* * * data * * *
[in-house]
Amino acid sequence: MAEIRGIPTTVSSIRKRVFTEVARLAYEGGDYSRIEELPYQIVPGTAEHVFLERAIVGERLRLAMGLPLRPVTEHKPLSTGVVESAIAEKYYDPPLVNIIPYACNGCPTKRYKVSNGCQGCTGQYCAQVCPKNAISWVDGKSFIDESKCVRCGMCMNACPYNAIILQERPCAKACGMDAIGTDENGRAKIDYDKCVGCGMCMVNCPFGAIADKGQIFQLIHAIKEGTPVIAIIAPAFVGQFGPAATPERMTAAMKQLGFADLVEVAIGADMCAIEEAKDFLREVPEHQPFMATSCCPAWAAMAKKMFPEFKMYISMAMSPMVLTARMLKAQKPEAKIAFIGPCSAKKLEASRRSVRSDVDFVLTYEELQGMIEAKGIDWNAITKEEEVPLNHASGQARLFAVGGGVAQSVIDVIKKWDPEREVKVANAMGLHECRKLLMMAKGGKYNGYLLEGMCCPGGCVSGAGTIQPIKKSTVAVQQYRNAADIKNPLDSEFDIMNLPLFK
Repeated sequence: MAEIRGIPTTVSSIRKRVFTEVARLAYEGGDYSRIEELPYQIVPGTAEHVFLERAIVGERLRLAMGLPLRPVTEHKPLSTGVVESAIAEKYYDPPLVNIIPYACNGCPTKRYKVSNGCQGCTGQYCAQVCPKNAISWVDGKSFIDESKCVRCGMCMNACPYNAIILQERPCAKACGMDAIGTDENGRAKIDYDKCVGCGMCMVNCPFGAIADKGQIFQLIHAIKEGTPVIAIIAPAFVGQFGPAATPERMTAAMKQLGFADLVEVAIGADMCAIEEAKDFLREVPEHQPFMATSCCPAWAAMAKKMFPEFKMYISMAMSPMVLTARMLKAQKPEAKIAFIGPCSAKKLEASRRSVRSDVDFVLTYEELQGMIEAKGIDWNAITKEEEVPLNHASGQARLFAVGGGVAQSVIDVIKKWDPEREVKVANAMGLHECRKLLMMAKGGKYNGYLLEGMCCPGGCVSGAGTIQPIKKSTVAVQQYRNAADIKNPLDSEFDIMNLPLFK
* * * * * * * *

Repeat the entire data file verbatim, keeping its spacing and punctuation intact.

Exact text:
[in-house]
Amino acid sequence: MAEIRGIPTTVSSIRKRVFTEVARLAYEGGDYSRIEELPYQIVPGTAEHVFLERAIVGERLRLAMGLPLRPVTEHKPLSTGVVESAIAEKYYDPPLVNIIPYACNGCPTKRYKVSNGCQGCTGQYCAQVCPKNAISWVDGKSFIDESKCVRCGMCMNACPYNAIILQERPCAKACGMDAIGTDENGRAKIDYDKCVGCGMCMVNCPFGAIADKGQIFQLIHAIKEGTPVIAIIAPAFVGQFGPAATPERMTAAMKQLGFADLVEVAIGADMCAIEEAKDFLREVPEHQPFMATSCCPAWAAMAKKMFPEFKMYISMAMSPMVLTARMLKAQKPEAKIAFIGPCSAKKLEASRRSVRSDVDFVLTYEELQGMIEAKGIDWNAITKEEEVPLNHASGQARLFAVGGGVAQSVIDVIKKWDPEREVKVANAMGLHECRKLLMMAKGGKYNGYLLEGMCCPGGCVSGAGTIQPIKKSTVAVQQYRNAADIKNPLDSEFDIMNLPLFK
Repeated sequence: MAEIRGIPTTVSSIRKRVFTEVARLAYEGGDYSRIEELPYQIVPGTAEHVFLERAIVGERLRLAMGLPLRPVTEHKPLSTGVVESAIAEKYYDPPLVNIIPYACNGCPTKRYKVSNGCQGCTGQYCAQVCPKNAISWVDGKSFIDESKCVRCGMCMNACPYNAIILQERPCAKACGMDAIGTDENGRAKIDYDKCVGCGMCMVNCPFGAIADKGQIFQLIHAIKEGTPVIAIIAPAFVGQFGPAATPERMTAAMKQLGFADLVEVAIGADMCAIEEAKDFLREVPEHQPFMATSCCPAWAAMAKKMFPEFKMYISMAMSPMVLTARMLKAQKPEAKIAFIGPCSAKKLEASRRSVRSDVDFVLTYEELQGMIEAKGIDWNAITKEEEVPLNHASGQARLFAVGGGVAQSVIDVIKKWDPEREVKVANAMGLHECRKLLMMAKGGKYNGYLLEGMCCPGGCVSGAGTIQPIKKSTVAVQQYRNAADIKNPLDSEFDIMNLPLFK